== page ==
How To Research Patents: Everything You Need to Know
You'll also search for similar inventions in case there's a need to readjust your invention so there's no chance of infringement of another's idea. 3 min read
How Are Patents Researched?
You'll also search for similar inventions in case there's a need to readjust your invention so there's no chance of infringement of another's idea.
Steps for Researching Patents
Using the resources available at the United States Patent and Trademark Office, which is part of the Department of Commerce, provides general information about patents and trademarks, filing options, forms, and fees.
- Based on your invention, you will need to identify what type of patent is applicable. The United States Patent and Trademark Office uses three categories; Utility, Design, and Plant.
- Access the search page at the patent office to start a preliminary search. Make a list of keywords that best describe your invention. Be creative and list different combinations of words.
- To improve the quality of your search, use the Advanced Search Page whenever possible.
- Use the keywords to filter through the index for class and subclass.
- Follow the directions to verify whether the class and subclass are relevant using the Classification Schedule at the U.S. Patent website.
- Along with checking the class and subclass, you will also want to check the Class Definition.
- Once you've determined a relevant class/subclass, search the patent office database for published patent applications database.
- Once you've accessed information from the database for patent applications and completed patents, consider if the patents are relevant to your invention.
- Select the documents that are most relevant and look for any information citing other documents. The goal is to find out if there are any other inventions in the patent process similar to your invention.
- By doing a thorough initial search of patents saves time and money in the event the idea or similar idea already has a patent.
- If an inventor is granted a patent by the United States Patent and Trademark Office, it is in effect for up to 20 years.
- While there are other options available such as free websites and search engines for finding patent information, they may not be as in-depth as the official United States Patent and Trademark Office website.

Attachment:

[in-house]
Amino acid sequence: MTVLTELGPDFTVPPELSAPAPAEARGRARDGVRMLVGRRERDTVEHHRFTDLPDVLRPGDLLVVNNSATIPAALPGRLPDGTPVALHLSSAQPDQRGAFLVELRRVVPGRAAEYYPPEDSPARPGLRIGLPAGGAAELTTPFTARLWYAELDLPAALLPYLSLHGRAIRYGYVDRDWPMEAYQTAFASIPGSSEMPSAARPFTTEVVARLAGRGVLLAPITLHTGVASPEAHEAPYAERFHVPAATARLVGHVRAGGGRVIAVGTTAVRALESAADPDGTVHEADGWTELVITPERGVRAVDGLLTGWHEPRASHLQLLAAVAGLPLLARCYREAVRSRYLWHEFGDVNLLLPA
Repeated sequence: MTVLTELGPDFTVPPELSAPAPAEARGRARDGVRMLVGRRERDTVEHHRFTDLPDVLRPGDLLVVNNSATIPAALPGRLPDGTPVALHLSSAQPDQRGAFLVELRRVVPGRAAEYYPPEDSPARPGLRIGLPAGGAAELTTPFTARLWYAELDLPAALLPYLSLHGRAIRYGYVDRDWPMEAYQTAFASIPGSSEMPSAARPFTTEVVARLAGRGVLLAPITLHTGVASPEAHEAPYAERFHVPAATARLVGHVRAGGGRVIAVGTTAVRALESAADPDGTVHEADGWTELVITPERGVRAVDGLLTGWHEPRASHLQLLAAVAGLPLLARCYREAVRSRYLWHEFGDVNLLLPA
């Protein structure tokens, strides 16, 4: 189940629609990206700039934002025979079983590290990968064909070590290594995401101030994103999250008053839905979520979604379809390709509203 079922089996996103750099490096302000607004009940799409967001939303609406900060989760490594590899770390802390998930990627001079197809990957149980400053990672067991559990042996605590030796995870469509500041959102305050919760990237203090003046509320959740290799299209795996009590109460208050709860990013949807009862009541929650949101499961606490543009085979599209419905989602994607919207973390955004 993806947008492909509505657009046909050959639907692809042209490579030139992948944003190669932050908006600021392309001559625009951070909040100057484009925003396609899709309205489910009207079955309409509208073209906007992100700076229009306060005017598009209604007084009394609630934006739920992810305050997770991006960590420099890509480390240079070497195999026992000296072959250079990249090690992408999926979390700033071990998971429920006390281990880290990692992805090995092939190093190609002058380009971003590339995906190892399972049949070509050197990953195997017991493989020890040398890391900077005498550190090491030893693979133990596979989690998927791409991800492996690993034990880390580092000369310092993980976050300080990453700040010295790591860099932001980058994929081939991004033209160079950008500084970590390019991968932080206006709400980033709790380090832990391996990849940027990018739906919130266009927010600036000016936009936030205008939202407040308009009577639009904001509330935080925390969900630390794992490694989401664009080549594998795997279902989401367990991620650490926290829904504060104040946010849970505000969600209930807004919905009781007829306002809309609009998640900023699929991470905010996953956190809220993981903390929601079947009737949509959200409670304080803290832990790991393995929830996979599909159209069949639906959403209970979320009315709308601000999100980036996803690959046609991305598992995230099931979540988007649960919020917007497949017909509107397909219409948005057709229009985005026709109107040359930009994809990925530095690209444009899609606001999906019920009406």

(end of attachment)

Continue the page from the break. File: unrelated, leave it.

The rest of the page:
- You may also find alternate search options may have limitations when it comes to searching specific terms.
- Although when you apply for and receive a patent and become the owner of the legal document, there are instances where individuals will attempt to take credit for the invention and profit from it. Having a patent will allow you to take legal action against anyone who attempts to use your invention illegally.
Q. Do I need an attorney to file a patent?
A. To ensure your application and any other paperwork is properly prepared, it is recommended that you use the services of a patent attorney.
Q. Are there any other information sites where I can find out about pending or published patent applications?
A. Yes. There are several sites that provide information, illustrations, and copies of PDF documents at no charge. A quick search of the internet will provide several additional sources to access. Google also offers a patent search option.
Q. How do I go about finding information on a very old patent?
A. To find patents dated from 1790 to the present, do a bibliographic search.
Q. What is a utility patent?
A. A utility patent covers inventions that enhance the functionality of an existing object or adds a new function not previously provided.
Q. What is a design patent?
A. This type of patent improves on an already existing invention without changing the object's functionality.
Q. Is there a different patent for plants?
A. Yes. Depending on the type of plant you want to patent determines the patent type. For new plants that are grown or grafted, a plant patent is necessary. For genetically engineered plants, you will need a utility patent.
Q. What is a Patent and Trademark Resource Center?
A. A Patent and Trademark Resource Center is part of a nationwide network of libraries. Representatives are available to assist the public with help and/or information about the patent process.
If you need help with researching a patent, you can post your legal need on UpCounsel's marketplace. UpCounsel accepts only the top 5 percent of lawyers to its site. Lawyers on UpCounsel come from law schools such as Harvard Law and Yale Law and average 14 years of legal experience, including work with or on behalf of companies like Google, Menlo Ventures, and Airbnb.